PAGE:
Two Tasmanian Aboriginal Necklaces
Two Tasmanian Aboriginal Necklaces
Two Tasmanian Aboriginal Necklaces
Two Tasmanian Aboriginal Necklaces

Two Tasmanian Aboriginal Necklaces

1800 to 1900 Tasmania

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Two Tasmanian Aboriginal Necklaces
Made from rare iridescent 'seaweed' Trochus shells
19th Century

Sizes: 184cm long – 72½ ins long (each)
Provenance: Collected in Tasmania circa 1893 by the 9th Earl of Kintore, Algernon Keith-Falconer (1852 – 1930) whilst Governor and Commander in Chief of the Colony of South Australia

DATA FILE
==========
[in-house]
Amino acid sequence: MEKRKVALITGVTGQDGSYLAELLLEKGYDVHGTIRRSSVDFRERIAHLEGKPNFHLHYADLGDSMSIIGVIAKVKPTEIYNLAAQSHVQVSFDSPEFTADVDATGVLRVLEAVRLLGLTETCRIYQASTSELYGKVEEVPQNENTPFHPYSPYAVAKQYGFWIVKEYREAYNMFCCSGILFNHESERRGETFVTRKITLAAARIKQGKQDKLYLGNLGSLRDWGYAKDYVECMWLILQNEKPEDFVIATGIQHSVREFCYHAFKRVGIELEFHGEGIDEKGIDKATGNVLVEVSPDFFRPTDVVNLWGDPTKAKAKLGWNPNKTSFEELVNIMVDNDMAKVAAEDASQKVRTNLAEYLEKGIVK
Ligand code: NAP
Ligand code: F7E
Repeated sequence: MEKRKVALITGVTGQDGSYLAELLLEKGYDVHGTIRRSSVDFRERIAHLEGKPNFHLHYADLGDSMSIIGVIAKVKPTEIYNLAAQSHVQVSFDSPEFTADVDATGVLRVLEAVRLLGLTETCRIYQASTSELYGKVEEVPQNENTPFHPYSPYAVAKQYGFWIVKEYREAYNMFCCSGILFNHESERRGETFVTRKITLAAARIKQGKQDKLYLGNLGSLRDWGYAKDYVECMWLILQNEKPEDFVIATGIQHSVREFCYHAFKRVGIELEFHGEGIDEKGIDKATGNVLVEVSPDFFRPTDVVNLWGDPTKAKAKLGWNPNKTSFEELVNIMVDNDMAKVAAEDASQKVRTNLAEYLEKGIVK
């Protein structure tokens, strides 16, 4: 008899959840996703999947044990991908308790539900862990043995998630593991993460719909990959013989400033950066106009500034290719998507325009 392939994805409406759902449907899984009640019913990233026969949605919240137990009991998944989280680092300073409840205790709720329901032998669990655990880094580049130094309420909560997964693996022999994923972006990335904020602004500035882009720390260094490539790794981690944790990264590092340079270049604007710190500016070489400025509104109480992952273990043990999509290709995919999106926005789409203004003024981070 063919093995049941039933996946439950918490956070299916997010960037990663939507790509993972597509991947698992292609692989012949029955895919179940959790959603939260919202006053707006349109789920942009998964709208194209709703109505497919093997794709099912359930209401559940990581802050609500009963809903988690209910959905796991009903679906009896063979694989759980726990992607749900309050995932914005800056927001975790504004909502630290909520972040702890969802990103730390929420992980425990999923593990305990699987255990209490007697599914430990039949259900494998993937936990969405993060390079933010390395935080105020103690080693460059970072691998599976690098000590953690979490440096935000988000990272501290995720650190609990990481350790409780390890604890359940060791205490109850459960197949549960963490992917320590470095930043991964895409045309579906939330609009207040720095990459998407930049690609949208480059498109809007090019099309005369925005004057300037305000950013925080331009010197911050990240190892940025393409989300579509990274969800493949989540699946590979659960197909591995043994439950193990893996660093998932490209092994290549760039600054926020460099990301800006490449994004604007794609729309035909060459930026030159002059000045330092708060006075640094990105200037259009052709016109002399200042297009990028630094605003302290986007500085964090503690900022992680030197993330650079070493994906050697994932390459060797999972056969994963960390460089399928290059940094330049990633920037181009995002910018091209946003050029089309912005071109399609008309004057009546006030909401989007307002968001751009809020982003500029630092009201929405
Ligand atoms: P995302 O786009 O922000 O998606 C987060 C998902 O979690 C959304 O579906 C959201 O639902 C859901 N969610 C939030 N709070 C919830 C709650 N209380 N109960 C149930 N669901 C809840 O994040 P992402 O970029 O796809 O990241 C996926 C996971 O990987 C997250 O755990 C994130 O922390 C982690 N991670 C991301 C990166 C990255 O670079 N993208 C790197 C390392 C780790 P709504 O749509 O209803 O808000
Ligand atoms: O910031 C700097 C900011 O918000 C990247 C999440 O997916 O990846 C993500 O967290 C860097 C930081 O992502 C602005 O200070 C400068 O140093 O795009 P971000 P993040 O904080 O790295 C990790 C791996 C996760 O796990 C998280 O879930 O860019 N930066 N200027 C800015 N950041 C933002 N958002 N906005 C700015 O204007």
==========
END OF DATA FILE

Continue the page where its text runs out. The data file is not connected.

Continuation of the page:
From the contents of Keith Hall, Kintore sold by his descendants at auction September 2009
cf Pitt Rivers Museum 'Australia in Oxford' figure 99, for 3 shell necklaces collected in 1900
The gastropod Phasiantrochus is a genus that particularly adapted to feed on kelp and other algae and was thus called the 'seaweed shell'. Three species occur in Tasmanian waters that have been used for necklaces. These are often seen in the early depictions of Tasmanians by European first contact artists, and most famously in the 1860's photographic portrait by J. W. Beattie of Truganini, Tasmania's best known Aborigine.
Medium
Shell
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